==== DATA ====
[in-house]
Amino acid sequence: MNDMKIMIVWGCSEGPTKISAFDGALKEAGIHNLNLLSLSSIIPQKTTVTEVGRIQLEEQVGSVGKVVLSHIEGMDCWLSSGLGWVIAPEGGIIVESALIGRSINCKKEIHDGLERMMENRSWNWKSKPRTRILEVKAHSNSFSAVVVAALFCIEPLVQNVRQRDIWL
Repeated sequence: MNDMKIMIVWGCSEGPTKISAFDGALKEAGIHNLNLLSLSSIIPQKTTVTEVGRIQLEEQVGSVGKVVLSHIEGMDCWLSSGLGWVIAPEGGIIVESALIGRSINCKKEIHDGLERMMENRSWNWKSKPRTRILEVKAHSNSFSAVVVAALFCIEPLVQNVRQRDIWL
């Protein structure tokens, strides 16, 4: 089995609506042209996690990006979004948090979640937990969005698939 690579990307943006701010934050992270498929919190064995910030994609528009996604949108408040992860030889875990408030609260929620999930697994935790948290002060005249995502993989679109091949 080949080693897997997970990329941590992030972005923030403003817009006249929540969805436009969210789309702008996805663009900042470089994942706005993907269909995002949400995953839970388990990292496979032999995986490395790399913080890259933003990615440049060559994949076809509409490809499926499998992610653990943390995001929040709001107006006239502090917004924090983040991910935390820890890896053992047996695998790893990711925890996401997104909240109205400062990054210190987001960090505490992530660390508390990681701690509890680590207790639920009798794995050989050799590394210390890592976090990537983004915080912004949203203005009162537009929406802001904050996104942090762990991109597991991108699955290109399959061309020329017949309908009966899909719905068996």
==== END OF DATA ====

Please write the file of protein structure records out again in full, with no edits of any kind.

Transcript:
[in-house]
Amino acid sequence: MNDMKIMIVWGCSEGPTKISAFDGALKEAGIHNLNLLSLSSIIPQKTTVTEVGRIQLEEQVGSVGKVVLSHIEGMDCWLSSGLGWVIAPEGGIIVESALIGRSINCKKEIHDGLERMMENRSWNWKSKPRTRILEVKAHSNSFSAVVVAALFCIEPLVQNVRQRDIWL
Repeated sequence: MNDMKIMIVWGCSEGPTKISAFDGALKEAGIHNLNLLSLSSIIPQKTTVTEVGRIQLEEQVGSVGKVVLSHIEGMDCWLSSGLGWVIAPEGGIIVESALIGRSINCKKEIHDGLERMMENRSWNWKSKPRTRILEVKAHSNSFSAVVVAALFCIEPLVQNVRQRDIWL
């Protein structure tokens, strides 16, 4: 089995609506042209996690990006979004948090979640937990969005698939 690579990307943006701010934050992270498929919190064995910030994609528009996604949108408040992860030889875990408030609260929620999930697994935790948290002060005249995502993989679109091949 080949080693897997997970990329941590992030972005923030403003817009006249929540969805436009969210789309702008996805663009900042470089994942706005993907269909995002949400995953839970388990990292496979032999995986490395790399913080890259933003990615440049060559994949076809509409490809499926499998992610653990943390995001929040709001107006006239502090917004924090983040991910935390820890890896053992047996695998790893990711925890996401997104909240109205400062990054210190987001960090505490992530660390508390990681701690509890680590207790639920009798794995050989050799590394210390890592976090990537983004915080912004949203203005009162537009929406802001904050996104942090762990991109597991991108699955290109399959061309020329017949309908009966899909719905068996």